Lafargue pleads with workers to not be complicit in their own oppression by believing in the ethical value of labor. The work ethic that arose with industrialism, he writes, is nothing but a ruse to get the proletariat to agree to its own degradation. Paint pictures, play music, philosophize, and versify, he counsels, not work, not as commerce, but joyfully.
[Dian di Prima] came “into poverty as into an inheritance.” What she bought with this “dire poverty,” she says, was the “luxury, the freedom to pass my days as I pleased, exploring, researching whatever came to mind, writing in front of ancient oils at the Metropolitan, walking Manhatten from end to end, talking everywhere to strangers.” The poverty was simply “the terms of the deal I’d managed to cut,” she said. “I thought myself lucky.”
-Tom Lutz, Doing Nothing: A History of Loafers, Loungers, Slackers, and Bums in America
Though I no longer remember what caused me to buy Tom Lutz’s 2006 book Doing Nothing, it isn’t hard to make an educated guess. As someone who cultivates a lifestyle that involves as little work in the classic sense (company, boss, white office, desk) as I find financially possible, it was likely the call of the kindred spirit, the desire to see this sort of lifestyle through somebody else’s glasses. And yet, the title felt irksome. Doing nothing? It is not a state to which I aspire. (Is it even possible to literally do nothing?) I don’t work much, as I said, in the classical sense, but “doing nothing” would be a inaccurate description of what fills my days. What does it mean to do nothing? What does it mean to work?
Most often, doing nothing is defined as the opposite of working, and working is defined as doing something that involves monetary payment. So when I write things that may never be published by an outside vendor or that will be published but without payment, am I doing nothing? When I take care of my daughter am I doing nothing? When I build something or attend a demonstration or read or research or create am I doing nothing? Why should activities involving financial renumeration hold a monopoly on the term work?
What I didn’t expect to find in Lutz’s book was a serious, thoughtful, well-researched history of folks, well, like me. (If he’d written his book a little later he would certainly have had to mention New Escapologist.) People who were at odds with the current take on work. People who wanted to paint pictures instead of get regular jobs. People who wrote extensively about the idle life (and whose activities very plainly expose them as the opposite of idle). Beats and slackers and philosophers and artists. Seeing myself—the way I live my life and the ideals I write about—as a tiny dot on a long historical timeline of idlers provided an interesting perspective. Who are we, where are we, and what will history make of out moment?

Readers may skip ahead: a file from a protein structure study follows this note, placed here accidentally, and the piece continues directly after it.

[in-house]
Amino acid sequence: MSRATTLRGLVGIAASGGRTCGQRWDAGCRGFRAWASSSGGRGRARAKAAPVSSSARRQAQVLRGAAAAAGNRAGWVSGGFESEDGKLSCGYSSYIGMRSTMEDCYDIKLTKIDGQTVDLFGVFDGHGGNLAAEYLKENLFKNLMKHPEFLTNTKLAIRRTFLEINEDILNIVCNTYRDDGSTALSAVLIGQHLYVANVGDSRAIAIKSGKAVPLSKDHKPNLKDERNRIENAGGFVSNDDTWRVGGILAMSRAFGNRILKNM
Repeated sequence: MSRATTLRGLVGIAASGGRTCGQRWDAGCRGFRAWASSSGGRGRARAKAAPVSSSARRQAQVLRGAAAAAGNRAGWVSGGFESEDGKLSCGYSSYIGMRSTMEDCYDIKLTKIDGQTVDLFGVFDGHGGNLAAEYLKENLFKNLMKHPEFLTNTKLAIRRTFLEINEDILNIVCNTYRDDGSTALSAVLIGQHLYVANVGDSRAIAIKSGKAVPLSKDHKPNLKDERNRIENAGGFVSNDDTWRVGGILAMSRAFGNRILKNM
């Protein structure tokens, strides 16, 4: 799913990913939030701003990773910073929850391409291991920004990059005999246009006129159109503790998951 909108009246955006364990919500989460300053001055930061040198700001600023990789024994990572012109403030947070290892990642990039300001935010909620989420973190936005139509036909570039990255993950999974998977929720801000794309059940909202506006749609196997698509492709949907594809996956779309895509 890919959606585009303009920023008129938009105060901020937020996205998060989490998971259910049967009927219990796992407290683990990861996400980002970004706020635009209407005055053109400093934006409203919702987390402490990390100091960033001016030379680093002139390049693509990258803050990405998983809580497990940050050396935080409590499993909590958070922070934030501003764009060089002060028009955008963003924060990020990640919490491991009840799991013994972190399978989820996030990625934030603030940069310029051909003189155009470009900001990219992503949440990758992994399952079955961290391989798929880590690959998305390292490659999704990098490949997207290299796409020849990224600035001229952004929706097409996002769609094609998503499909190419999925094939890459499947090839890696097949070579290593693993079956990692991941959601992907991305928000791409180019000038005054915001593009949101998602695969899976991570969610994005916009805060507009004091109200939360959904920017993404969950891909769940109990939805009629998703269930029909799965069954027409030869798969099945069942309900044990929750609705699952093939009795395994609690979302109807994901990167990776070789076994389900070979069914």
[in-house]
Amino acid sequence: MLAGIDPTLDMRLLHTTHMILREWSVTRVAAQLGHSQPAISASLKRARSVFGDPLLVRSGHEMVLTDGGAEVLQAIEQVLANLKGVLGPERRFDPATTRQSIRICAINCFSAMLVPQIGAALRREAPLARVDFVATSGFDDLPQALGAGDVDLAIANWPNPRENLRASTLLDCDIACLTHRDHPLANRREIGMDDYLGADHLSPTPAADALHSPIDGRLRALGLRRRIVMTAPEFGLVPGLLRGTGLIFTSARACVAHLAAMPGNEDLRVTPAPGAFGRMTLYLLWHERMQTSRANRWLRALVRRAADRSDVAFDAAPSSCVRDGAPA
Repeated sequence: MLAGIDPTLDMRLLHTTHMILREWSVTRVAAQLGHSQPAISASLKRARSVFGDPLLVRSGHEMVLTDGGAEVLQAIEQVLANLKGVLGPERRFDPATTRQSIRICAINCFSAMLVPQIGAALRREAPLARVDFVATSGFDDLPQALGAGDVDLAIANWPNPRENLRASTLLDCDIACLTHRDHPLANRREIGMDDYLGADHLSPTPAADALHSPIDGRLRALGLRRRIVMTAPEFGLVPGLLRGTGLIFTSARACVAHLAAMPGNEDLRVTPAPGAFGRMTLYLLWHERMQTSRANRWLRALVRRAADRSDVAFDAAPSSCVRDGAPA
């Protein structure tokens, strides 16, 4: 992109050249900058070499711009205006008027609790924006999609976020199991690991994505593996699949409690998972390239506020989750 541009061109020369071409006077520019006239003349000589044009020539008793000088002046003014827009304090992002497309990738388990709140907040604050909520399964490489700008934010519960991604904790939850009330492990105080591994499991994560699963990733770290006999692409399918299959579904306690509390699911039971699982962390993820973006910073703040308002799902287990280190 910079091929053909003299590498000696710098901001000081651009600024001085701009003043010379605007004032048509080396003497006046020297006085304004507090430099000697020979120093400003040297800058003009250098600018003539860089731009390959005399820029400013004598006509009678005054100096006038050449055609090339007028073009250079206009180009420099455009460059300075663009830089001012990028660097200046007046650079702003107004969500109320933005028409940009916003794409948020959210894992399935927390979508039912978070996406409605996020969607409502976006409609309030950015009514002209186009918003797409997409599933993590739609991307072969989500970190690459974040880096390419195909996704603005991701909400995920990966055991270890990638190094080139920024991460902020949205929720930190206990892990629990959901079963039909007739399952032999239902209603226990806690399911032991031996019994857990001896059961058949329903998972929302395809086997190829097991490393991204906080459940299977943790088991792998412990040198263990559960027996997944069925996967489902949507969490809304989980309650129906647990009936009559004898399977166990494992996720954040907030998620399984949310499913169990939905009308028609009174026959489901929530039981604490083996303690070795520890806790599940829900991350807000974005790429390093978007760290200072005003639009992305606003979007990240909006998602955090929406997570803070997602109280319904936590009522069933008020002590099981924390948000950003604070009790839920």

In the last five years or so, trading in the corporate work world for early retirement and a more exciting life on smaller means has become a trend large enough to earn it a place in any future printing of Lutz’s book. Some travel, some stay at home to meditate and revel in the small pleasures of books and long walks, some attempt agricultural self-sufficiency (which is about as far from doing nothing as you can get). Aside from the homesteaders who are working their asses off making their living in a very literal sense, the rest of us are living lives about as far from reality as you can get. I’m not saying that reality involves any sort of desk work, but if you consider our basic need for food and shelter and the work it takes to make those things happen the basis of our reality, the desire to work less and meditate more only serves to alienate us further from a life that would bind us to our own lifeblood in a meaningful way. It does not change my mind about how I have chosen to live within my particular context, but I do imagine that through the eyes of people living in a way that I currently perceive as ideal, we, I, would look utterly ridiculous. Then again so would almost all of our other options to “work.”
Lutz comes to the conclusion that doing nothing is part of a balance. The more work-obsessed a culture becomes, the stronger the slacker figures within that culture. At the end of the day, according to Lutz’s research, the work ethic doesn’t really exist. “The history of slackers is the history not just of our distaste for work and our fantasies of escaping it (as well as the history of our vilification of those who do escape it) but also a history of complexly distorted perceptions. One man’s welfare queen is another man’s struggling mother. One man’s slacker son may be preparing his arrival as an artist…” People have a tendency, even when they are splitting the work 50/50, to assume that they are doing more than their fair share, and the other less. I have felt and witnessed the phenomenon myself in communal kitchens. Maybe slackers don’t really exist either, are simply a phantom of our own perception that we are doing more than everybody else.
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